Burrani

The world of raitas is an open pallet of flavour. It is essentially whisked yoghurt with either vegetables or other seasonings. The importance of raita is to have a creamy mild dish available for those guests who want to either calm the spice in the food or want to use it as a palate cleanser between bites. There are hundreds of versions of this dish with the most common variations having a finely grated vegetable (cucumber, onions, carrot) with mild spices and occasionally something sweet like raisins, dates or fruit. Pairing the correct raita with the meal is important and depends on whether the chef wants to enhance the flavours of the food or use it to calm the spices.

This is a North Indian variation that is beautiful. It is a very simple recipe, but the magic is in getting the perfect balance between the ginger and garlic without making them very dominant. The spicy mustard oil and chilli add the mildest hint of heat. I used this raita with a slow-cooked leg of lamb. The mild raita served to compliment the flavours of the deeply spiced meat.

This specialized cookbook brings to my library, and dining table, a variety of flavours, styles and diverse sets of dishes. The book also is wonderful at detailing the process of cooking a true biryani, versus the pulao and kichiri. I do enjoy this book for the diversity of flavours, from the super spicy South Indian biryanis to the regal Lucknowi and Hyderabadi biryanis to the mild and delicate North Indian biryanis. This is one of those cookbooks that anyone interested in the art of biryani should own. You will see me cook from here again.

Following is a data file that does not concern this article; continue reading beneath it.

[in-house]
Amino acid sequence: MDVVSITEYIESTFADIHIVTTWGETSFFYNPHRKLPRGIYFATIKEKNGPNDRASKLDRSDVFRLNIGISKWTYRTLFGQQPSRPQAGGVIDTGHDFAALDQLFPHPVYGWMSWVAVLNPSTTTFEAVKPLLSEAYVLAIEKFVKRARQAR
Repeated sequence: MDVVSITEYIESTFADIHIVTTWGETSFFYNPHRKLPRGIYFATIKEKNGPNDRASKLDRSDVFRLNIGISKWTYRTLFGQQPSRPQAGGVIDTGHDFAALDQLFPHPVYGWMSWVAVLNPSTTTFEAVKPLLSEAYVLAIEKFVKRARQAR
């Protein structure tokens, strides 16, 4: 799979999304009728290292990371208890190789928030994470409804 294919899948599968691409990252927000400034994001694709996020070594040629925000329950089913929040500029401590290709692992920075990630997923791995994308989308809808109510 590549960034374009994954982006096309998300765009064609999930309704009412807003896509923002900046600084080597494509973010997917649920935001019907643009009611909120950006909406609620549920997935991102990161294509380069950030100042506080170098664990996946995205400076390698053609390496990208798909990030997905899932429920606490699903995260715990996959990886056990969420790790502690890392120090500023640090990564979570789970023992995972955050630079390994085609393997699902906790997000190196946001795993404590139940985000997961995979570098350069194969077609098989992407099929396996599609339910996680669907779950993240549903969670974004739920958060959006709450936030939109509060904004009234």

For more recipes from this cookbook, click here.



Ingredients:

2 cups hung, or Greek yoghurt

3/4 teaspoon ground cumin seeds

1/2 tablespoon ginger paste

2 garlic cloves, minced and pasted

Salt, to taste

2 tablespoons mustard oil

1/2 teaspoon mustard seeds

1 dried red chilli


For this recipe you need hung, or Greek yoghurt for very thick raita. Whip the yoghurt with a whisk till very smooth. Add the cumin, ginger, garlic and salt and whisk in to mix well. Taste and adjust salt and spice. You want a good flavour of the ginger and garlic but it should not be too dominating. Pour into a small bowl.


Heat the oil in a small vessel and add the mustard seeds, when they splutter add the chilli and take off the heat. Pour over the yoghurt.


Serve chilled or at room temperature.

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